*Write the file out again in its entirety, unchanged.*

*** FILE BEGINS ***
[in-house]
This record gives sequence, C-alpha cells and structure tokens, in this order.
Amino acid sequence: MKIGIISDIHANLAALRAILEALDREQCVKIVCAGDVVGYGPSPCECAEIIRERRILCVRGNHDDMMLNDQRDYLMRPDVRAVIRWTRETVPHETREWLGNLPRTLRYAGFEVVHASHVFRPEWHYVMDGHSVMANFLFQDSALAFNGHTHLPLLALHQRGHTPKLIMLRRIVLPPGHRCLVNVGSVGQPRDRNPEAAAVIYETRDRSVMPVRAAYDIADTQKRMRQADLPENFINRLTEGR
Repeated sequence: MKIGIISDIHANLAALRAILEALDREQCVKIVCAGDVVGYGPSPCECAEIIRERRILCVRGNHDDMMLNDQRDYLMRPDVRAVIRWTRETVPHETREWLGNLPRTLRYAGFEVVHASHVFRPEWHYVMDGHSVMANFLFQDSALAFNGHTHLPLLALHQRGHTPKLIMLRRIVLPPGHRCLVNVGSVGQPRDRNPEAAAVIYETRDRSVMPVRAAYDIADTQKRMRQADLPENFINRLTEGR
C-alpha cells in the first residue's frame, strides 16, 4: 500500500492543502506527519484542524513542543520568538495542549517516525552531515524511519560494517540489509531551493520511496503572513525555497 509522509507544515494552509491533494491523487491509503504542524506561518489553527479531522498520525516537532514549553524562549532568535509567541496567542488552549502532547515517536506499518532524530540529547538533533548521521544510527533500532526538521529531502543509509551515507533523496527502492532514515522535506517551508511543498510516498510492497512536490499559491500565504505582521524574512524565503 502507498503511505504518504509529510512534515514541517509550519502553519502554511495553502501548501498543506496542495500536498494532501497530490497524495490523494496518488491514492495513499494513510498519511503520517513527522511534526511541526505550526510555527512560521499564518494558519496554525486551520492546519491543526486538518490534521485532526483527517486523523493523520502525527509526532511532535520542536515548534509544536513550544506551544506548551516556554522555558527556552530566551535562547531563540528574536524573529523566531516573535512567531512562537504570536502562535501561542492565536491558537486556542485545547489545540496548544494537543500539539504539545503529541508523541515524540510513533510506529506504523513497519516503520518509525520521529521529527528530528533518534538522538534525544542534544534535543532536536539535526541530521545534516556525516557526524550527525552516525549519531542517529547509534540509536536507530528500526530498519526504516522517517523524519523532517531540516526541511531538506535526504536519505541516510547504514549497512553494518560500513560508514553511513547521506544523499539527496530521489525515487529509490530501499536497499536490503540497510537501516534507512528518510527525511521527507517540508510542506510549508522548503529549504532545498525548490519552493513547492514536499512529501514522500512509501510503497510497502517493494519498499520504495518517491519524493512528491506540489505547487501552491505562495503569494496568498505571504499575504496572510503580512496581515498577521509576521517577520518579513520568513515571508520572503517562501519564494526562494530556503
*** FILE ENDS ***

[in-house]
This record gives sequence, C-alpha cells and structure tokens, in this order.
Amino acid sequence: MKIGIISDIHANLAALRAILEALDREQCVKIVCAGDVVGYGPSPCECAEIIRERRILCVRGNHDDMMLNDQRDYLMRPDVRAVIRWTRETVPHETREWLGNLPRTLRYAGFEVVHASHVFRPEWHYVMDGHSVMANFLFQDSALAFNGHTHLPLLALHQRGHTPKLIMLRRIVLPPGHRCLVNVGSVGQPRDRNPEAAAVIYETRDRSVMPVRAAYDIADTQKRMRQADLPENFINRLTEGR
Repeated sequence: MKIGIISDIHANLAALRAILEALDREQCVKIVCAGDVVGYGPSPCECAEIIRERRILCVRGNHDDMMLNDQRDYLMRPDVRAVIRWTRETVPHETREWLGNLPRTLRYAGFEVVHASHVFRPEWHYVMDGHSVMANFLFQDSALAFNGHTHLPLLALHQRGHTPKLIMLRRIVLPPGHRCLVNVGSVGQPRDRNPEAAAVIYETRDRSVMPVRAAYDIADTQKRMRQADLPENFINRLTEGR
C-alpha cells in the first residue's frame, strides 16, 4: 500500500492543502506527519484542524513542543520568538495542549517516525552531515524511519560494517540489509531551493520511496503572513525555497 509522509507544515494552509491533494491523487491509503504542524506561518489553527479531522498520525516537532514549553524562549532568535509567541496567542488552549502532547515517536506499518532524530540529547538533533548521521544510527533500532526538521529531502543509509551515507533523496527502492532514515522535506517551508511543498510516498510492497512536490499559491500565504505582521524574512524565503 502507498503511505504518504509529510512534515514541517509550519502553519502554511495553502501548501498543506496542495500536498494532501497530490497524495490523494496518488491514492495513499494513510498519511503520517513527522511534526511541526505550526510555527512560521499564518494558519496554525486551520492546519491543526486538518490534521485532526483527517486523523493523520502525527509526532511532535520542536515548534509544536513550544506551544506548551516556554522555558527556552530566551535562547531563540528574536524573529523566531516573535512567531512562537504570536502562535501561542492565536491558537486556542485545547489545540496548544494537543500539539504539545503529541508523541515524540510513533510506529506504523513497519516503520518509525520521529521529527528530528533518534538522538534525544542534544534535543532536536539535526541530521545534516556525516557526524550527525552516525549519531542517529547509534540509536536507530528500526530498519526504516522517517523524519523532517531540516526541511531538506535526504536519505541516510547504514549497512553494518560500513560508514553511513547521506544523499539527496530521489525515487529509490530501499536497499536490503540497510537501516534507512528518510527525511521527507517540508510542506510549508522548503529549504532545498525548490519552493513547492514536499512529501514522500512509501510503497510497502517493494519498499520504495518517491519524493512528491506540489505547487501552491505562495503569494496568498505571504499575504496572510503580512496581515498577521509576521517577520518579513520568513515571508520572503517562501519564494526562494530556503